Stranger in Paradise

Every day at dawn, thirty-two year old Domenico De Marco gets on his racing bike and rides it through the beautiful parkland surrounding Hepburn Springs, a lovely country town famous for its mineral springs, 128 km north-west of Melbourne.

Every day at dawn, thirty-two year old Domenico De Marco gets on his racing bike and rides it through the beautiful parkland surrounding Hepburn Springs, a lovely country town famous for its mineral springs, 128 km north-west of Melbourne.

He is as happy as a young man can be. The wonderful scenery, the exhilarating scent of nature, the sun rising on the horizon makes him feel he is living in the Garden of Eden. How did he get there? Metaphorically speaking, the angel with a flaming sword guarding its entrance must have turned a blind eye. A reality check, of course, tells another story. He worked his way through a number of challenges, the most daring was when he decided to leave Italy and try his luck in Australia.

In the last few years, many young Italians have pursued the same dream but it is hard these days starting a career and becoming a permanent resident in this country. Most of them, even those with a very good education, end up working as waiters and eventually resign themselves to go back to their homeland. Domenico instead came as a qualified chef and, despite his young age, with a background to make the best Aussie chefs envious.

Born in Milan from Calabrian parents and raised in Imola - the town in northern Italy that once used to host a Formula One Grand Prix - he studied at a hospitality college in Bologna getting a diploma in professional cookery. After a short experience in a Rome restaurant, he worked under some of the most accomplished Italian chefs including Luca Marchini at ristorante"L'Erba del Re" in Modena, and Piergiorgio Parini at the"Osteria Del Povero Diavolo" in Torriana, a hill town of Romagna from whose ancient tower one can have a breathtaking view on the coast of Rimini.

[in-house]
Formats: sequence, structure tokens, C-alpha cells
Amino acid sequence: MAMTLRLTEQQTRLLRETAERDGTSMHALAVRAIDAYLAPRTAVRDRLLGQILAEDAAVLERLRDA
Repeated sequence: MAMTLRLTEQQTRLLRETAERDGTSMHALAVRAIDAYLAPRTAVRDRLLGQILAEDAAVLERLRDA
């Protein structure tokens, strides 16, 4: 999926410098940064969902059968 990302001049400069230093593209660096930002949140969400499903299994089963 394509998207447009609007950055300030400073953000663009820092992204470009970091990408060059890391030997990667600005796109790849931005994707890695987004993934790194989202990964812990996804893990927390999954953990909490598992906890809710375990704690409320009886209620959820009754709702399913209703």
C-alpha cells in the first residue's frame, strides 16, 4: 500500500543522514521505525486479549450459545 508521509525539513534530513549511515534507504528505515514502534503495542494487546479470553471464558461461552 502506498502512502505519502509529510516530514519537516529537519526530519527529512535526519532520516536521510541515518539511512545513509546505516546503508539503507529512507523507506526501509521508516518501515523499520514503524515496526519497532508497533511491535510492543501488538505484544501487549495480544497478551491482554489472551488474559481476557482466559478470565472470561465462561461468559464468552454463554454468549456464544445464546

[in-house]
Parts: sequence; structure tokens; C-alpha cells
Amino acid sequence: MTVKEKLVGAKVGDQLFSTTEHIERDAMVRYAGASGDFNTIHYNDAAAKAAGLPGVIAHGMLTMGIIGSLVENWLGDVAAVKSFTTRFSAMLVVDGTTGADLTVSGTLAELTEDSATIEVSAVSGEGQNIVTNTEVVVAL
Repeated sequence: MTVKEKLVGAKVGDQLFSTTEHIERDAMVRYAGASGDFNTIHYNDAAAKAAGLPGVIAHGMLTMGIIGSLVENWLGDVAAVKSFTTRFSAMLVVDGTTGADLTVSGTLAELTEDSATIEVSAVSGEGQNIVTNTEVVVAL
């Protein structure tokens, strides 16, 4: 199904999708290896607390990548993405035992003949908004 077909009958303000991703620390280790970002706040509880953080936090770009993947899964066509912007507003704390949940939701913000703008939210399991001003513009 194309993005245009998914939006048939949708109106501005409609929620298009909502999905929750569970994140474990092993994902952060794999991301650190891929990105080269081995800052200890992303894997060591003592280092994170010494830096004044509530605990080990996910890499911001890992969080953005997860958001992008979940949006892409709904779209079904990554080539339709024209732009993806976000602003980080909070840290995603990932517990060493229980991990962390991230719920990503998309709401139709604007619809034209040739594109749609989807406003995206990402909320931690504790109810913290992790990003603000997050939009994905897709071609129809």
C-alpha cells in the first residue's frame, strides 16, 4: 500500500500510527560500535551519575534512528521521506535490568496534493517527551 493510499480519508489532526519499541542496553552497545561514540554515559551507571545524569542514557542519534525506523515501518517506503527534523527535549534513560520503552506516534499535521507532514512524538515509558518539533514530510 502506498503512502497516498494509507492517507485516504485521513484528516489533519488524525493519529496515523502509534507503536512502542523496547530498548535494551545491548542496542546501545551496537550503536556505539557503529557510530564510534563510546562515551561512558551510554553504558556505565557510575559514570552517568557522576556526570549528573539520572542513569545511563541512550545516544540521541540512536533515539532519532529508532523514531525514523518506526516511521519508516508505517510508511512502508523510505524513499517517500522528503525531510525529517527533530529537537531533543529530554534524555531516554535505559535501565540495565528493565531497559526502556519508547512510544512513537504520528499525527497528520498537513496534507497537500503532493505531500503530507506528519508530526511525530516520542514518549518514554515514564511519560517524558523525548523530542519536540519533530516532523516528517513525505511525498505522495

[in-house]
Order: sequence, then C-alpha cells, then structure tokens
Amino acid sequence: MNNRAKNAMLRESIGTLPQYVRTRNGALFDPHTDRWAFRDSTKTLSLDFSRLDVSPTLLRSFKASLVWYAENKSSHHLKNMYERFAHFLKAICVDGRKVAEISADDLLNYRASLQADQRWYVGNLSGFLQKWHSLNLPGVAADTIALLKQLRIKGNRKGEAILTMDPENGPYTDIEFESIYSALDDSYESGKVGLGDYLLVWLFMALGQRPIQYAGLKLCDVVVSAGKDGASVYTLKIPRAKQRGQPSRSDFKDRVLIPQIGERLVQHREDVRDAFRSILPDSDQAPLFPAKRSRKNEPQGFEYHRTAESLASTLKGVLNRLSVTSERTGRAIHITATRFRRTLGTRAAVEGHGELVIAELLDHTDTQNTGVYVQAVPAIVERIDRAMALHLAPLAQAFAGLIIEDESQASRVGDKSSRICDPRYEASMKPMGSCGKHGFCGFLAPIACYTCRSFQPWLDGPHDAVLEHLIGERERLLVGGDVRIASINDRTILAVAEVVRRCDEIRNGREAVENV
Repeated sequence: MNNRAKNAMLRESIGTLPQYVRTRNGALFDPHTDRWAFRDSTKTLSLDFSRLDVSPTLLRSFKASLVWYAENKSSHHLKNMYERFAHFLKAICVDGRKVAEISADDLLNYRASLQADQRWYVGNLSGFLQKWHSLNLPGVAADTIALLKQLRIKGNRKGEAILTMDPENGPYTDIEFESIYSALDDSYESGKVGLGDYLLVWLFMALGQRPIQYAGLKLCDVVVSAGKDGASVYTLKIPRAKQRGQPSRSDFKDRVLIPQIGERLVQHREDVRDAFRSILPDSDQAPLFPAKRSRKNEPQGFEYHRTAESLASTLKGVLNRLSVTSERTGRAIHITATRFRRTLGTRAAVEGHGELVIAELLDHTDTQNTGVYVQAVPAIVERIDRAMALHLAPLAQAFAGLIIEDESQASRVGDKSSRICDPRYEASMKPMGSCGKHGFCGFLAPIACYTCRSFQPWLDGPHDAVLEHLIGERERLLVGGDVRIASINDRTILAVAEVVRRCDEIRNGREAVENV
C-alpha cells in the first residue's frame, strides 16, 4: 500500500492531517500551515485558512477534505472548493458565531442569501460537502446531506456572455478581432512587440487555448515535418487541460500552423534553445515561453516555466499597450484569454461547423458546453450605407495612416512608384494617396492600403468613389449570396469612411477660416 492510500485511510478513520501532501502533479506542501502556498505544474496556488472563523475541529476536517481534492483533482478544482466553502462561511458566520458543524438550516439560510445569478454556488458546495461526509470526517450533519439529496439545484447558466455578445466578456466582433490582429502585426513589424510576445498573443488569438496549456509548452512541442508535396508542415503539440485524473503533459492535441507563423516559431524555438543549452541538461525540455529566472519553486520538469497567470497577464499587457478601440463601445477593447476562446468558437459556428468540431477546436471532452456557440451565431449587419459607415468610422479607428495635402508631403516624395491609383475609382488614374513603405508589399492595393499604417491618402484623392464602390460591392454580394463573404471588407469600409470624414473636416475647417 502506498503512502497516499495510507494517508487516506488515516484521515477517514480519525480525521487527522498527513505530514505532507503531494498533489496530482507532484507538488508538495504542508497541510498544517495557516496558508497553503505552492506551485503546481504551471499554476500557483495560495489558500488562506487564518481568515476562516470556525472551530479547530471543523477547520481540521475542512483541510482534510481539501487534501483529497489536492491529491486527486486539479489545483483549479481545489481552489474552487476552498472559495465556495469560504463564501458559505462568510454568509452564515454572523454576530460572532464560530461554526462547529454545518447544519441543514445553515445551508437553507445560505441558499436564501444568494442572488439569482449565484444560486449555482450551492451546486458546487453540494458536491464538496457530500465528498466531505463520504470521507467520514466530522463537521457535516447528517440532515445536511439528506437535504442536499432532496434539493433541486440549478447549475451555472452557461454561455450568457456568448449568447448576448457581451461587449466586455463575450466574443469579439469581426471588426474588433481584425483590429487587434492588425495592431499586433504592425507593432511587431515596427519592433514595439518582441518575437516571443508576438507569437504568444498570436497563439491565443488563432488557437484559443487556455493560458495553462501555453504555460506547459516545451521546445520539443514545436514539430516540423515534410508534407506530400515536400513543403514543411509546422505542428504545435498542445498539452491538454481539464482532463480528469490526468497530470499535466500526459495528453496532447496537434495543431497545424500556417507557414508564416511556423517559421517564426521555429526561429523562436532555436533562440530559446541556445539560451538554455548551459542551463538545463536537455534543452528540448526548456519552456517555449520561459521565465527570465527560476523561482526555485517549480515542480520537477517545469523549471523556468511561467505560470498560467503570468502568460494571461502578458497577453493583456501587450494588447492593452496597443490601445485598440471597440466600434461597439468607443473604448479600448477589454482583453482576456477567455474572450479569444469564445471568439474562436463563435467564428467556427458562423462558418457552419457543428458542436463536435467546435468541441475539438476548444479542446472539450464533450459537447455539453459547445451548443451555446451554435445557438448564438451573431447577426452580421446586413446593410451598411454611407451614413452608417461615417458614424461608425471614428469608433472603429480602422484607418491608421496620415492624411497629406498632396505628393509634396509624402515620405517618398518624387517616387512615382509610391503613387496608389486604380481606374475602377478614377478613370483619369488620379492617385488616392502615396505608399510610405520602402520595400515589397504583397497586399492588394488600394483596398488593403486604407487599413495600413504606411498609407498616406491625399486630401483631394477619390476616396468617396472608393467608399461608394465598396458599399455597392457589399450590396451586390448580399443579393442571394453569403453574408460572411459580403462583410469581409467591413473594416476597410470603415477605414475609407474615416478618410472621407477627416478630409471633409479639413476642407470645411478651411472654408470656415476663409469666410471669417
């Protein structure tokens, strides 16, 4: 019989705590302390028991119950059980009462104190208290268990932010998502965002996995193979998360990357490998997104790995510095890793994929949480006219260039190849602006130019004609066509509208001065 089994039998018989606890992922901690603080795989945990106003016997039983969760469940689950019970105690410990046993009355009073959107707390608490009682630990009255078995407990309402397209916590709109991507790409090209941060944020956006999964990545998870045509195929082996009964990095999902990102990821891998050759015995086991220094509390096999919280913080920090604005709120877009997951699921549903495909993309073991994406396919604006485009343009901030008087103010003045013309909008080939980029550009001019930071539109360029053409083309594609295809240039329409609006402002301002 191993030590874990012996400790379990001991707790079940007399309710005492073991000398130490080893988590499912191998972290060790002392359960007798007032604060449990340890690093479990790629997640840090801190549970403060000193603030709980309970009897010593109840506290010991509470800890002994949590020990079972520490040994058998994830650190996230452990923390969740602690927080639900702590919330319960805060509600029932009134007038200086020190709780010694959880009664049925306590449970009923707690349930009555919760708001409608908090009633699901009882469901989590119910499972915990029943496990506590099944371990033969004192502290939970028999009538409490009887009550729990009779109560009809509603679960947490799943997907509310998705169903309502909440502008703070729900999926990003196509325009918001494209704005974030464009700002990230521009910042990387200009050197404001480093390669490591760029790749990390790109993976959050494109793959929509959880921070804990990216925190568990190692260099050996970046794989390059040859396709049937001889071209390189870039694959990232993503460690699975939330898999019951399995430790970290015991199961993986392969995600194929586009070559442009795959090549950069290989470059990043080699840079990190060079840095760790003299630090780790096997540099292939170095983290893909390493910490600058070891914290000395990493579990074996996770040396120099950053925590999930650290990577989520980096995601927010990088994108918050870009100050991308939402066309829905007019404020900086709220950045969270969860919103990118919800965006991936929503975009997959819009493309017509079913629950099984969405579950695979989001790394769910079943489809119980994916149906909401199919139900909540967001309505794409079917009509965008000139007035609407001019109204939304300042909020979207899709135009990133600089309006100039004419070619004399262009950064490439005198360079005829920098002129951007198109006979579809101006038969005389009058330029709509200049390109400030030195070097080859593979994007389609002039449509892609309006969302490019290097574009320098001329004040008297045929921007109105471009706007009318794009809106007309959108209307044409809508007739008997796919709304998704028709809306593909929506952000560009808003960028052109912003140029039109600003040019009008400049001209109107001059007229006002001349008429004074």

He completed his professional training in three of the most acclaimed restaurants in Southern Italy: the 5-star Hotel San Pietro in Positano, the"Pappacarbone" in Cava de' Tirreni, and the"S'apposentu" in the charming Sardinian village of Siddi, at the centre of the archeologically-renowned area of Marmilla.

He then worked at two other top restaurants, one in Florence and Prague: both linked to the Four Seasons Hotels chain and made famous by the Italian master chef Andrea Accordi. Notable in his career are the restaurants where he worked before coming to Australia, all star-rated in the prestigious Michelin Guide.

An impressive professional pedigree allowed him to be immediately hired after arriving in Sydney six years ago, first by the Hilton Hotel Glass Brasserie, followed by the Sardinian cuisine restaurant"Pilu" in the Sydney northern suburb of Freshwater. A favourable opportunity of starting his own business brought him to Melbourne where he became head chef and owner of the restaurant"L'altro mondo" in Albert Park. Nonetheless destiny had something else in store for him, something that would take him to another dimension of life, still requiring his culinary knowledge and skills but in a unique environment.